Health Care Provider and Faith Diversity: First Draft
Healthcare workers come in contact with various cultures several times through out a day. It is imperative that medical staff be culturally competent and understanding that these different cultures come with their own set of spiritual beliefs that differ from their own. In this paper, three non-mainstream religions, Vodun, Rastafarian and Taoism, are going to be discussed and compared to Christianity in regards to their spiritual perspectives of healing, their critical components to healing and what health care providers should know when caring for people of these cultures.
Vodun, also known as Voodoo comes from the God Vodun of West Africa. Vodun believes that there is a higher power that has created earth and all life forms, which they call him, God Olorun. Like Christianity, Vodun is a religion of many different traditions and each group follows their own spiritual path and have their own perspective on healing.
Spiritual perspective on healing
Vodun beliefs are that the natural world isn't distinguishable from the supernatural world. People become ill if they have upset spirits or their ancestors. Depending on the degree of the wrong doing and if the person is deserving of being healed determines if healing will take place (Browdin, 1996). Depending if the illness was sent from God or from Satan, will depend on how healing takes places.
Critical components of healing
The component to healing is dependent on how the illness was received. If it was sent from God then biomedicine will cure a person. However, if illness was sent from a spirit or ancestor prayer is used in the form of dancing rituals. When needing to call upon a Loa, a spirit specific for type of problem or illness requiring attention, a priests and volunteers will dance to the beat of drums. During this ritual one of the dances gets over taken by a spirit of Loa and offered the blood from a sacrificed animal. When the Loa is pleased they leave the body and good fortune will come to the community or healing will take place. When dealing with those who practice Vodun it is important to understand what they feel is important and how they feel of practitioners of different belief.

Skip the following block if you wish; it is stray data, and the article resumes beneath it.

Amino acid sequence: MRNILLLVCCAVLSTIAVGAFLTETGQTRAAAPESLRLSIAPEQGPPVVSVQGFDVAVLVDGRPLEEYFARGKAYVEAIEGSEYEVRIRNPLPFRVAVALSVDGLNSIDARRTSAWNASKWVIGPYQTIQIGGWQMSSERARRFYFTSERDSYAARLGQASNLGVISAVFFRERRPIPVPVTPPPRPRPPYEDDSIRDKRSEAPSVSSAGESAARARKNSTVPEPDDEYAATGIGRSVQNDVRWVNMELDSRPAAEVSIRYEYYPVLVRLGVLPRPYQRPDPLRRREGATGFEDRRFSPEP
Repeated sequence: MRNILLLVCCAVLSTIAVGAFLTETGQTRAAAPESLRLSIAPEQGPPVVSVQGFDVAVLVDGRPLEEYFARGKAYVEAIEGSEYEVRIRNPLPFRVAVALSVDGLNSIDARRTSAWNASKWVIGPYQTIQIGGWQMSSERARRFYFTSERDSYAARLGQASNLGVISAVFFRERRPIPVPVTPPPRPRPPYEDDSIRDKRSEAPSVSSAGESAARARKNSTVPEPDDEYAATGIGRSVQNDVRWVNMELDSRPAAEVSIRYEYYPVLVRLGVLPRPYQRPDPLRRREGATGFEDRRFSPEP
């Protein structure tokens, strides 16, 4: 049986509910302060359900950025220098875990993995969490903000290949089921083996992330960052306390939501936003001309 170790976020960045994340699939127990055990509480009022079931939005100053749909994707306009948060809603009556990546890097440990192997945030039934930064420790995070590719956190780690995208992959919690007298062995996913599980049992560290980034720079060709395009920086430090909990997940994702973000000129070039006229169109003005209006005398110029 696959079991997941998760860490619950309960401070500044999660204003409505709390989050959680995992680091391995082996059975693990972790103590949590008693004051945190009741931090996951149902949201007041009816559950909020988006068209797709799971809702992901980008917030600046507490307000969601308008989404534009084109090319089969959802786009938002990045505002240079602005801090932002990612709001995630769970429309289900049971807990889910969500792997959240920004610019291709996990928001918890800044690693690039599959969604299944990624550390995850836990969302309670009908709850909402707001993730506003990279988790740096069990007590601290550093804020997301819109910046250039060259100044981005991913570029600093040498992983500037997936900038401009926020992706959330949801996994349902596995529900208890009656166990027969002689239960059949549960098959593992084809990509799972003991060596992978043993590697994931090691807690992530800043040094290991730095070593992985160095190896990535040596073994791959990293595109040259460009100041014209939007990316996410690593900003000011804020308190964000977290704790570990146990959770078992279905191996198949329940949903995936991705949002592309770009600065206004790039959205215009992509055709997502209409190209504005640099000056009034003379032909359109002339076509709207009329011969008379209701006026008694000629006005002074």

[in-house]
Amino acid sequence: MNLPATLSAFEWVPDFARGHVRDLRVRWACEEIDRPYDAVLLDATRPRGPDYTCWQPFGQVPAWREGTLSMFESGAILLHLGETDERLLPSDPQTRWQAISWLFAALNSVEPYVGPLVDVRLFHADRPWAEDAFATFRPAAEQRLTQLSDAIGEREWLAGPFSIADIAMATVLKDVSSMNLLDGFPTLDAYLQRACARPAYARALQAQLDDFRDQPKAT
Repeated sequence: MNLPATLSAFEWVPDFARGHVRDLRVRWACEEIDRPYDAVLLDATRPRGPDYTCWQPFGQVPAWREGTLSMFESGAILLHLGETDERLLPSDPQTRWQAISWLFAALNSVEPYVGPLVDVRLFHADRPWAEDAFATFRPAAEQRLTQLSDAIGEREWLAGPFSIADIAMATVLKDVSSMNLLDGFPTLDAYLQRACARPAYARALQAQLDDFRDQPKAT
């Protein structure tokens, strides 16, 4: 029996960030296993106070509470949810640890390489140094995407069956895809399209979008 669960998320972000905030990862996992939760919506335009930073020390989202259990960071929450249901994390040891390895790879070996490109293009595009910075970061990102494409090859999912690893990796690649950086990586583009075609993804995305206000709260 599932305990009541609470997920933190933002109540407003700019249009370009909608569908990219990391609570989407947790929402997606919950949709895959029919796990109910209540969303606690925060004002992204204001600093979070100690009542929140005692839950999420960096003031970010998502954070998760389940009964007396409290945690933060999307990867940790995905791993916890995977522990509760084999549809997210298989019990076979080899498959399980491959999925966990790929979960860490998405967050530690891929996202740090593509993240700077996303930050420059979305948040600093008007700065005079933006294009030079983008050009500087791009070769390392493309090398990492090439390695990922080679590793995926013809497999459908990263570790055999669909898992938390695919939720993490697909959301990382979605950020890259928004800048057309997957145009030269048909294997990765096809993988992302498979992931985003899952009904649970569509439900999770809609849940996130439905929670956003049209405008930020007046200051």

Important to these believers
Those who practice Vodun have a distrust for health workers due to the negative impact that media has played on their spiritual beliefs. “Articles aimed at Western biomedical trained providers tend to view Voodoo as a folk belief system of the uneducated and superstitious and voodoo rituals are either presented as evil” (Miller, 2000). It is important that health care providers be culturally accepting to their practices and understands why mistrust may be there. As with those who follow Christianity, family is critical in decision making regarding health concerns. This culture respects their health care providers,
Rastafarian is a Jamaican religion that began in the 1930's and is popular in the...